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Generation of colonic IgA-secreting cells in the cecal patch (Kiyoshi TAKEDA in Nat Commun)
Gut-associated lymphoid tissues are responsible for the generation of IgA-secreting cells. However, the function of the caecal patch, a lymphoid tissue in the appendix, remains unknown.
The authors analyse the role of the caecal patch using germ-free mice colonized with intestinal bacteria after appendectomy. Appendectomized mice show delayed accumulation of IgAt cells in the large intestine, but not the small intestine, after colonization. Decreased colonic IgAt cells correlate with altered faecal microbiota composition. Experiments using photoconvertible Kaede-expressing mice or adoptive transfer show that the caecal patch IgAt cells migrate to the large and small intestines, whereas Peyer's patch cells are preferentially recruited to the small intestine. IgAt cells in the caecal patch express higher levels of CCR10. Dendritic cells in the caecal patch, but not Peyer's patches, induce CCR10 on cocultured B cells. Thus, the caecal patch is a major site for generation of IgA-secreting cells that migrate to the large intestine.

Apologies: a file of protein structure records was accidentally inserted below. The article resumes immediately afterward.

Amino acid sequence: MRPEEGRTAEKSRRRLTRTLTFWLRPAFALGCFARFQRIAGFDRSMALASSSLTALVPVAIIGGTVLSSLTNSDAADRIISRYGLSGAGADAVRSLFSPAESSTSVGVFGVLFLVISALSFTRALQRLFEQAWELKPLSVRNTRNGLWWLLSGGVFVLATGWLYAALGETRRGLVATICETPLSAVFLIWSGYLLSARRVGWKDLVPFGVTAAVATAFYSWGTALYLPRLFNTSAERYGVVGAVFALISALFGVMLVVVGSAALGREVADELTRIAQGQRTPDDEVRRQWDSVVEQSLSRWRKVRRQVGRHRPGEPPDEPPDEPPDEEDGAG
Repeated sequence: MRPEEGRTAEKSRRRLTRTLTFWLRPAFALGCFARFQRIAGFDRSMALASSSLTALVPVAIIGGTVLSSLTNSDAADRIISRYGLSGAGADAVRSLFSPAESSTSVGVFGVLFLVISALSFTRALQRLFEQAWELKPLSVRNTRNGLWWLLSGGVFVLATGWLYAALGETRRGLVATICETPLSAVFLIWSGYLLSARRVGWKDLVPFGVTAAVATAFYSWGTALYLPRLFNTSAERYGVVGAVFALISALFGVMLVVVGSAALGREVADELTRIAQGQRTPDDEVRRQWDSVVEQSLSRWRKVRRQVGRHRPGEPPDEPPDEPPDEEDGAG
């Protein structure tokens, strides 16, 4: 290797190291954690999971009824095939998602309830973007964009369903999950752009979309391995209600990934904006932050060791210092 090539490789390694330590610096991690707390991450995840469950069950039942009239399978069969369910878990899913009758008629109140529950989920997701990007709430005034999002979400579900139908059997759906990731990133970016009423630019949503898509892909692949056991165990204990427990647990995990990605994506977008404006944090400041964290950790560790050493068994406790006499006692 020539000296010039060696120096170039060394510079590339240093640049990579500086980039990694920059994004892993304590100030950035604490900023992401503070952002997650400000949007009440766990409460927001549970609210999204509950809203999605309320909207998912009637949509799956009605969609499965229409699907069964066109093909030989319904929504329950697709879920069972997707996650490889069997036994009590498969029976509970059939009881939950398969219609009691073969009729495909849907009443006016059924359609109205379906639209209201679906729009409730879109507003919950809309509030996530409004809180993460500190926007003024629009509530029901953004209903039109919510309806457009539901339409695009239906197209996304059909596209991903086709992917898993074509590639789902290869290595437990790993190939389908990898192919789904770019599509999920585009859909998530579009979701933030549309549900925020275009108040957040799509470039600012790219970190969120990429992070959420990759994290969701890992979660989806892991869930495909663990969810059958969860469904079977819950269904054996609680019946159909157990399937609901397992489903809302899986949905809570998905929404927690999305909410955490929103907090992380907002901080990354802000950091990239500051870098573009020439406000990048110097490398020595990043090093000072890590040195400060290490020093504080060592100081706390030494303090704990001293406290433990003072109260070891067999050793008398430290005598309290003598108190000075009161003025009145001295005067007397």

Immunology Frontier Research Center (WPI-IFReC), Osaka University